Rubin has doubts. North and South Korea have been separate nations under very different systems for seventy years now, he points out. There are actually physical differences between northerners and southerners, the northerners being on average two inches shorter. Their languages have diverged somewhat. The North has conducted relentless, systematic killing of ornery or independent-minded citizens, perhaps resulting in critical changes to the gene pool.

After seventy years of that — three generations, a whole human lifetime — you may have a population up there incapable of adapting to a rational open society.

Rubin reminds us of the initiative by Kim's father to open a tourist resort for South Koreans. That went along nicely for ten years. Then a South Korean tourist, a 53-year-old woman staying at the resort, was shot by a North Korean guard when she stepped off a designated walking trail. Now the place is a ghost town.

I don't know the answer to Rubin's question, and I doubt anyone else does. It did bring to my mind, though, a possible analogy from the science of human development.

We now know, as surely as we know anything in the human sciences, that parenting style has essentially no effect on the development of the finished adult personality, other things being even only approximately equal. A lot of people don't like to hear that, but the science is solid.

Judith Rich Harris's quip of twenty years ago, that if you took all the infants and children in an average street and randomly assigned them all to different families in that street, they would end up as adults just the same as they would have done in the initial configuration, has been amply confirmed by researchers.

That comes with a caveat, though: It's true only within the normal range of parenting styles. A severely ab-normal parenting style — keeping little Timmy locked in the basement his entire childhood and feeding him dog food — most likely would have consequences for Timmy as a finished adult.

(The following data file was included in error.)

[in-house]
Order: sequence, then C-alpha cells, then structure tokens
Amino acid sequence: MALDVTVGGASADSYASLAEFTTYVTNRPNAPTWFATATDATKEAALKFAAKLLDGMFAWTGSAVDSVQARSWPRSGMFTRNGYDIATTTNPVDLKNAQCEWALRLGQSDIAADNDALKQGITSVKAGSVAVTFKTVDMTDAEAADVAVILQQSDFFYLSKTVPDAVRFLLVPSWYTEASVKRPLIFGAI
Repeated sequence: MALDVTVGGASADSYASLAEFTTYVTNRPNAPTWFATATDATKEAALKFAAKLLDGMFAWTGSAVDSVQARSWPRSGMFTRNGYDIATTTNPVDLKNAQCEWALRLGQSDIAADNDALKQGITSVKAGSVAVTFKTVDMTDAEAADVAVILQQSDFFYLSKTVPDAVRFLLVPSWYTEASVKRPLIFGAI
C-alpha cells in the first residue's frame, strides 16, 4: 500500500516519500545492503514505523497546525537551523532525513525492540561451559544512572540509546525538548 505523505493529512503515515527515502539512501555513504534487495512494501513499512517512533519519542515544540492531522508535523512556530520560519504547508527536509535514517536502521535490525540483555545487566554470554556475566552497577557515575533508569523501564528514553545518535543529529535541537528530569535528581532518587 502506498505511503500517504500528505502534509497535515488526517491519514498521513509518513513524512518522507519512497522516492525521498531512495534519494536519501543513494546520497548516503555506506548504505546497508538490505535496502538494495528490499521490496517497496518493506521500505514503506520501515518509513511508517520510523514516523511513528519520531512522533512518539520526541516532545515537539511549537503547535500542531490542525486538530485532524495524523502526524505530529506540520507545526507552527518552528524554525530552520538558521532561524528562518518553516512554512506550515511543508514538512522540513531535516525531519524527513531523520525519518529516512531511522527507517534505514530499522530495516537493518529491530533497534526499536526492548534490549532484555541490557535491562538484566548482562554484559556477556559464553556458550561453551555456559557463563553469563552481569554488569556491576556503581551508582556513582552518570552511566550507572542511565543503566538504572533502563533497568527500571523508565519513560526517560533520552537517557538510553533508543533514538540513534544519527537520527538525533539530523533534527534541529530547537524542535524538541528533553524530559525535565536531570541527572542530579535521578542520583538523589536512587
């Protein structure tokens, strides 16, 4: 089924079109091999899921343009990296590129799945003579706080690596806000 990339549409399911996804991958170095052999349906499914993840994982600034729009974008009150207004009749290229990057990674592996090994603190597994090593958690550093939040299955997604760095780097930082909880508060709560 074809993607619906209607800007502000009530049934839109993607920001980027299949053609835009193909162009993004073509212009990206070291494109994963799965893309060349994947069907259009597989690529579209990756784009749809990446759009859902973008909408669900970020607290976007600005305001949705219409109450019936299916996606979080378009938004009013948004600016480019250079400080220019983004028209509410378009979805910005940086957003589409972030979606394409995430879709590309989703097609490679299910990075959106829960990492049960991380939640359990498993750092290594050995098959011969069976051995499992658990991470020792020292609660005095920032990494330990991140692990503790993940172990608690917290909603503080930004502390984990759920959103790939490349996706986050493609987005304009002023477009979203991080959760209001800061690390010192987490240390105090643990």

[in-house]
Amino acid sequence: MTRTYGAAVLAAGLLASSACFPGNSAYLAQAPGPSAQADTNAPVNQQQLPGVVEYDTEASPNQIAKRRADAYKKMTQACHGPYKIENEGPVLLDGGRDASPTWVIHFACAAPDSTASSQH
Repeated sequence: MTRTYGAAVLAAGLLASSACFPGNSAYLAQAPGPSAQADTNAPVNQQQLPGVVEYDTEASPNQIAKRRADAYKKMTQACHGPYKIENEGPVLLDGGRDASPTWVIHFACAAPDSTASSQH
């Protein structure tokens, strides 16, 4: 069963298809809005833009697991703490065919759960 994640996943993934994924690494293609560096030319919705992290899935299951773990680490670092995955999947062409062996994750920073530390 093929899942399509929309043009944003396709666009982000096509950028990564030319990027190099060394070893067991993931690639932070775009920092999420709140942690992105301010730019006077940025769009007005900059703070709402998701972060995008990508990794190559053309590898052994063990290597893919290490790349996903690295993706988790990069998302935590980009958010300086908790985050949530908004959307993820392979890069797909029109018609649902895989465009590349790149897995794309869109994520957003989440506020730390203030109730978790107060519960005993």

That's my analogy. The people of North Korea, after a whole human lifetime of the most brutal repression, are little Timmy. It might take a generation or two — fifty years, perhaps — to work out the poison.

Again, though, that's a problem for Koreans to solve, if it's solvable. It's of primary interest to them, of secondary interest to the rest of Northeast Asia, of no importance to the U.S.A. Let's leave them with it: We have problems of our own.

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06 — Return of the Gang of Eight.     All right, immigration. I wasn't going to get through this week's Radio Derb with nothing at all on the immigration issue; although after last week's extravaganza, I'll keep the immigration segments short.

As promised last week, the GOP leadership in the House of Representatives has brought forth proposals for legislation, and those proposals are just as bad as I told you they would be.

Chris Chmielenski over at NumbersUSA has all the grisly details. As Chris says, it's basically the good old Gang of Eight bill from five years ago. Don't be looking for any originality from the Stupid Party, not even originality in folly. Paul Ryan and his stooges think they can pull the same stupid stunt all over again.

So what exactly is in the draft legislation? Mainly of course a huge amnesty: officially 1.8 million new legal residents, but for all anyone knows it could be twice that number.

Border security? Well, there is $25 billion for that, but no guarantee it will actually be spent, certainly not all of it on a physical wall.

The diversity visa lottery? Eliminated … but the annual 55,000 permanent residency cards will be re-assigned to more deserving cases, e.g. cheap computer programmers from India.